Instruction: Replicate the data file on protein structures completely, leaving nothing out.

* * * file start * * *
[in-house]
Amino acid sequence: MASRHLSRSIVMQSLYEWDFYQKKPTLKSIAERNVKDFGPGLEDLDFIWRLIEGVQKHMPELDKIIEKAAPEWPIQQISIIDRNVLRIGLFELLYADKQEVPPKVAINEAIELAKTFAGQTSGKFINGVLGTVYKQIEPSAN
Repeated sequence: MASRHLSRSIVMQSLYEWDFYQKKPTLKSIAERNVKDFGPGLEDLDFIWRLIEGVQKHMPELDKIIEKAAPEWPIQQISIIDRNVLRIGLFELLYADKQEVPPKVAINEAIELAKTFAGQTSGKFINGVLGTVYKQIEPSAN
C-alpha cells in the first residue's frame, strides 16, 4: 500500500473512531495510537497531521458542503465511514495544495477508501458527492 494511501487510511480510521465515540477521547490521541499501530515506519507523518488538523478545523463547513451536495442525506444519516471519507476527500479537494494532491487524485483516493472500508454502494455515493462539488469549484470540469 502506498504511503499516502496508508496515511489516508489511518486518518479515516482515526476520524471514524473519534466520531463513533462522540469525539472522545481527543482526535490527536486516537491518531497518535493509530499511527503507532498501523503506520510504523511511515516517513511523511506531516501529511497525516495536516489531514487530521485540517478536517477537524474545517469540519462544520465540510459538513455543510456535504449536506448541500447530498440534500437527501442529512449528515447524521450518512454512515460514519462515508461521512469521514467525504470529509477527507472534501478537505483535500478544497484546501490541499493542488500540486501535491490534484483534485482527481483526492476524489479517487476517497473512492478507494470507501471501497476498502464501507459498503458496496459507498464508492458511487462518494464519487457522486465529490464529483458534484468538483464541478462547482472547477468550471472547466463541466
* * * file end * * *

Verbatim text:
[in-house]
Amino acid sequence: MASRHLSRSIVMQSLYEWDFYQKKPTLKSIAERNVKDFGPGLEDLDFIWRLIEGVQKHMPELDKIIEKAAPEWPIQQISIIDRNVLRIGLFELLYADKQEVPPKVAINEAIELAKTFAGQTSGKFINGVLGTVYKQIEPSAN
Repeated sequence: MASRHLSRSIVMQSLYEWDFYQKKPTLKSIAERNVKDFGPGLEDLDFIWRLIEGVQKHMPELDKIIEKAAPEWPIQQISIIDRNVLRIGLFELLYADKQEVPPKVAINEAIELAKTFAGQTSGKFINGVLGTVYKQIEPSAN
C-alpha cells in the first residue's frame, strides 16, 4: 500500500473512531495510537497531521458542503465511514495544495477508501458527492 494511501487510511480510521465515540477521547490521541499501530515506519507523518488538523478545523463547513451536495442525506444519516471519507476527500479537494494532491487524485483516493472500508454502494455515493462539488469549484470540469 502506498504511503499516502496508508496515511489516508489511518486518518479515516482515526476520524471514524473519534466520531463513533462522540469525539472522545481527543482526535490527536486516537491518531497518535493509530499511527503507532498501523503506520510504523511511515516517513511523511506531516501529511497525516495536516489531514487530521485540517478536517477537524474545517469540519462544520465540510459538513455543510456535504449536506448541500447530498440534500437527501442529512449528515447524521450518512454512515460514519462515508461521512469521514467525504470529509477527507472534501478537505483535500478544497484546501490541499493542488500540486501535491490534484483534485482527481483526492476524489479517487476517497473512492478507494470507501471501497476498502464501507459498503458496496459507498464508492458511487462518494464519487457522486465529490464529483458534484468538483464541478462547482472547477468550471472547466463541466